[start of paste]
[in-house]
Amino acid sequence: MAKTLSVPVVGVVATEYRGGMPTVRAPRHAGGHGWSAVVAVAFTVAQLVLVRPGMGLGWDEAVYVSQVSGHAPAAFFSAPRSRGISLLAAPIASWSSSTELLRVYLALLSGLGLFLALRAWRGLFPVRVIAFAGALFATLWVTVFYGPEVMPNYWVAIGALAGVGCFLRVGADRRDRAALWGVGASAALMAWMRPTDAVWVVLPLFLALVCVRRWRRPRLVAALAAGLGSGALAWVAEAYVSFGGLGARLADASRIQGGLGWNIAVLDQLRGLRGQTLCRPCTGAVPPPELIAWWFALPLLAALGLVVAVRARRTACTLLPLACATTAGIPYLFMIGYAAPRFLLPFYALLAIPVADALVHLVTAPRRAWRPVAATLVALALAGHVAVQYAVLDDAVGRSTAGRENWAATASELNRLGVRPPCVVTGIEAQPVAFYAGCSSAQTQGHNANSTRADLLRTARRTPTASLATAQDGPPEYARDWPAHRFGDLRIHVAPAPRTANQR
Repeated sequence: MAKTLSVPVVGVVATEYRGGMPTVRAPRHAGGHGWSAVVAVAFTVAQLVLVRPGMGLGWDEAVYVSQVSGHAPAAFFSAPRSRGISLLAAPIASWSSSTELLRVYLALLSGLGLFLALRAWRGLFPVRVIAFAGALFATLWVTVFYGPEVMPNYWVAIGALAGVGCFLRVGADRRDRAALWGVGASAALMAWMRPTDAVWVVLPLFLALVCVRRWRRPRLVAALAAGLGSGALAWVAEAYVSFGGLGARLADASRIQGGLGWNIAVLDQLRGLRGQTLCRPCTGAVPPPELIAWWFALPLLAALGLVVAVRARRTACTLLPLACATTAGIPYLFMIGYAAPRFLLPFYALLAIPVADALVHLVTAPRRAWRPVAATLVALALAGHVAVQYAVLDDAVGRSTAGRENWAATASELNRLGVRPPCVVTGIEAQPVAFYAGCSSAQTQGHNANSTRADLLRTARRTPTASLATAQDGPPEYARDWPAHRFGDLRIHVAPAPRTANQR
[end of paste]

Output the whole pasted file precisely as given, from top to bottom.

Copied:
[in-house]
Amino acid sequence: MAKTLSVPVVGVVATEYRGGMPTVRAPRHAGGHGWSAVVAVAFTVAQLVLVRPGMGLGWDEAVYVSQVSGHAPAAFFSAPRSRGISLLAAPIASWSSSTELLRVYLALLSGLGLFLALRAWRGLFPVRVIAFAGALFATLWVTVFYGPEVMPNYWVAIGALAGVGCFLRVGADRRDRAALWGVGASAALMAWMRPTDAVWVVLPLFLALVCVRRWRRPRLVAALAAGLGSGALAWVAEAYVSFGGLGARLADASRIQGGLGWNIAVLDQLRGLRGQTLCRPCTGAVPPPELIAWWFALPLLAALGLVVAVRARRTACTLLPLACATTAGIPYLFMIGYAAPRFLLPFYALLAIPVADALVHLVTAPRRAWRPVAATLVALALAGHVAVQYAVLDDAVGRSTAGRENWAATASELNRLGVRPPCVVTGIEAQPVAFYAGCSSAQTQGHNANSTRADLLRTARRTPTASLATAQDGPPEYARDWPAHRFGDLRIHVAPAPRTANQR
Repeated sequence: MAKTLSVPVVGVVATEYRGGMPTVRAPRHAGGHGWSAVVAVAFTVAQLVLVRPGMGLGWDEAVYVSQVSGHAPAAFFSAPRSRGISLLAAPIASWSSSTELLRVYLALLSGLGLFLALRAWRGLFPVRVIAFAGALFATLWVTVFYGPEVMPNYWVAIGALAGVGCFLRVGADRRDRAALWGVGASAALMAWMRPTDAVWVVLPLFLALVCVRRWRRPRLVAALAAGLGSGALAWVAEAYVSFGGLGARLADASRIQGGLGWNIAVLDQLRGLRGQTLCRPCTGAVPPPELIAWWFALPLLAALGLVVAVRARRTACTLLPLACATTAGIPYLFMIGYAAPRFLLPFYALLAIPVADALVHLVTAPRRAWRPVAATLVALALAGHVAVQYAVLDDAVGRSTAGRENWAATASELNRLGVRPPCVVTGIEAQPVAFYAGCSSAQTQGHNANSTRADLLRTARRTPTASLATAQDGPPEYARDWPAHRFGDLRIHVAPAPRTANQR